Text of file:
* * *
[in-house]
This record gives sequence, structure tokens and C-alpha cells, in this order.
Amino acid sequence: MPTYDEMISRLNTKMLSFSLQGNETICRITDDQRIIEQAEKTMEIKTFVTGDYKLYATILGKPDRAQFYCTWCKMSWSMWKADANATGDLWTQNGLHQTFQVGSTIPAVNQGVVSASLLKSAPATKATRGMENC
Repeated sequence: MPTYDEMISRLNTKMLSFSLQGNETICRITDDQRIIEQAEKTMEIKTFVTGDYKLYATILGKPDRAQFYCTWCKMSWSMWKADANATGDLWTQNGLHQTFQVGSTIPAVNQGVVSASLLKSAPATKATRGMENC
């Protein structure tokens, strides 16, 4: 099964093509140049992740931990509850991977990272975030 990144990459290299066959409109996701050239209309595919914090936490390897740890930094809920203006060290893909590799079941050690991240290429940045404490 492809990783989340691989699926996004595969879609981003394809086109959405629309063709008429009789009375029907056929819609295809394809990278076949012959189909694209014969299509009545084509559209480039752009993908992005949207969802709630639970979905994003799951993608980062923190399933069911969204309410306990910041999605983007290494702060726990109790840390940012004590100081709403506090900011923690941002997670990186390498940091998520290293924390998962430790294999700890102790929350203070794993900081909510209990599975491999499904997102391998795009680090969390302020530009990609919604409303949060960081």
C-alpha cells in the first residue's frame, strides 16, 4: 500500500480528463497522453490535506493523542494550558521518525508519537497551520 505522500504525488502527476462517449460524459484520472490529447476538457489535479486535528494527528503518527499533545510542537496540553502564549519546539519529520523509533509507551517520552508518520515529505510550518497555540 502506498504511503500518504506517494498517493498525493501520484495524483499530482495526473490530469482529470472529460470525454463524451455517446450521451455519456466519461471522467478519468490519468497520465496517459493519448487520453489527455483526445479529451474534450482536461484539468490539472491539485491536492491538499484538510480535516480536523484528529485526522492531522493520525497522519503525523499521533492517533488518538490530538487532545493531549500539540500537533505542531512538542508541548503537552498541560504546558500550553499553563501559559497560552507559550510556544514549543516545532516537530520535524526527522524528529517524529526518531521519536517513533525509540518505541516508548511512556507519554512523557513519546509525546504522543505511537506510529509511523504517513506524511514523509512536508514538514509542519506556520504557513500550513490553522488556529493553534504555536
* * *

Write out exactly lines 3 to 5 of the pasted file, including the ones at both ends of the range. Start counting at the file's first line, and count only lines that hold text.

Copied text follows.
Amino acid sequence: MPTYDEMISRLNTKMLSFSLQGNETICRITDDQRIIEQAEKTMEIKTFVTGDYKLYATILGKPDRAQFYCTWCKMSWSMWKADANATGDLWTQNGLHQTFQVGSTIPAVNQGVVSASLLKSAPATKATRGMENC
Repeated sequence: MPTYDEMISRLNTKMLSFSLQGNETICRITDDQRIIEQAEKTMEIKTFVTGDYKLYATILGKPDRAQFYCTWCKMSWSMWKADANATGDLWTQNGLHQTFQVGSTIPAVNQGVVSASLLKSAPATKATRGMENC
């Protein structure tokens, strides 16, 4: 099964093509140049992740931990509850991977990272975030 990144990459290299066959409109996701050239209309595919914090936490390897740890930094809920203006060290893909590799079941050690991240290429940045404490 492809990783989340691989699926996004595969879609981003394809086109959405629309063709008429009789009375029907056929819609295809394809990278076949012959189909694209014969299509009545084509559209480039752009993908992005949207969802709630639970979905994003799951993608980062923190399933069911969204309410306990910041999605983007290494702060726990109790840390940012004590100081709403506090900011923690941002997670990186390498940091998520290293924390998962430790294999700890102790929350203070794993900081909510209990599975491999499904997102391998795009680090969390302020530009990609919604409303949060960081």